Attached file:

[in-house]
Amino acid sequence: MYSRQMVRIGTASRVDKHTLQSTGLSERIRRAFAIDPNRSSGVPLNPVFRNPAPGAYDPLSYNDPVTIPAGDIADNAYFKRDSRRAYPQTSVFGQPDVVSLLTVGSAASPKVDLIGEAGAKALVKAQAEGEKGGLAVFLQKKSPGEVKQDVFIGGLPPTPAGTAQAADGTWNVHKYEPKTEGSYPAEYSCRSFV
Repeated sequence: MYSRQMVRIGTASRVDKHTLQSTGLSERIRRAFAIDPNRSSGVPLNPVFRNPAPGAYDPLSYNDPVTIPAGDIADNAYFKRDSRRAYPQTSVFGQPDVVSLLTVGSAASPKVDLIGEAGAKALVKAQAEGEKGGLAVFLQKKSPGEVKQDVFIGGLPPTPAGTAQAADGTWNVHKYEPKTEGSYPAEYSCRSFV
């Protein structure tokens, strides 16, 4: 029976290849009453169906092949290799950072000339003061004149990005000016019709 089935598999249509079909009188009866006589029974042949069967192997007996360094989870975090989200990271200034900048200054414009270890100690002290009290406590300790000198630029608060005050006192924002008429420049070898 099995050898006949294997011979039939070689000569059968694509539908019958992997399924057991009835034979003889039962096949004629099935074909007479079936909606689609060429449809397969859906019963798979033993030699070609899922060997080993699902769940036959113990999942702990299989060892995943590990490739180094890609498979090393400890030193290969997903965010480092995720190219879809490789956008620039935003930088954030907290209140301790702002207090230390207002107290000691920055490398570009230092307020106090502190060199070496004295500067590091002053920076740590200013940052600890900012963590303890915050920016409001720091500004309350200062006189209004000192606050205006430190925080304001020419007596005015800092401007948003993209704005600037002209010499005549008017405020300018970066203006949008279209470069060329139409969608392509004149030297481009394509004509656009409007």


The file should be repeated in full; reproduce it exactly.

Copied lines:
[in-house]
Amino acid sequence: MYSRQMVRIGTASRVDKHTLQSTGLSERIRRAFAIDPNRSSGVPLNPVFRNPAPGAYDPLSYNDPVTIPAGDIADNAYFKRDSRRAYPQTSVFGQPDVVSLLTVGSAASPKVDLIGEAGAKALVKAQAEGEKGGLAVFLQKKSPGEVKQDVFIGGLPPTPAGTAQAADGTWNVHKYEPKTEGSYPAEYSCRSFV
Repeated sequence: MYSRQMVRIGTASRVDKHTLQSTGLSERIRRAFAIDPNRSSGVPLNPVFRNPAPGAYDPLSYNDPVTIPAGDIADNAYFKRDSRRAYPQTSVFGQPDVVSLLTVGSAASPKVDLIGEAGAKALVKAQAEGEKGGLAVFLQKKSPGEVKQDVFIGGLPPTPAGTAQAADGTWNVHKYEPKTEGSYPAEYSCRSFV
């Protein structure tokens, strides 16, 4: 029976290849009453169906092949290799950072000339003061004149990005000016019709 089935598999249509079909009188009866006589029974042949069967192997007996360094989870975090989200990271200034900048200054414009270890100690002290009290406590300790000198630029608060005050006192924002008429420049070898 099995050898006949294997011979039939070689000569059968694509539908019958992997399924057991009835034979003889039962096949004629099935074909007479079936909606689609060429449809397969859906019963798979033993030699070609899922060997080993699902769940036959113990999942702990299989060892995943590990490739180094890609498979090393400890030193290969997903965010480092995720190219879809490789956008620039935003930088954030907290209140301790702002207090230390207002107290000691920055490398570009230092307020106090502190060199070496004295500067590091002053920076740590200013940052600890900012963590303890915050920016409001720091500004309350200062006189209004000192606050205006430190925080304001020419007596005015800092401007948003993209704005600037002209010499005549008017405020300018970066203006949008279209470069060329139409969608392509004149030297481009394509004509656009409007």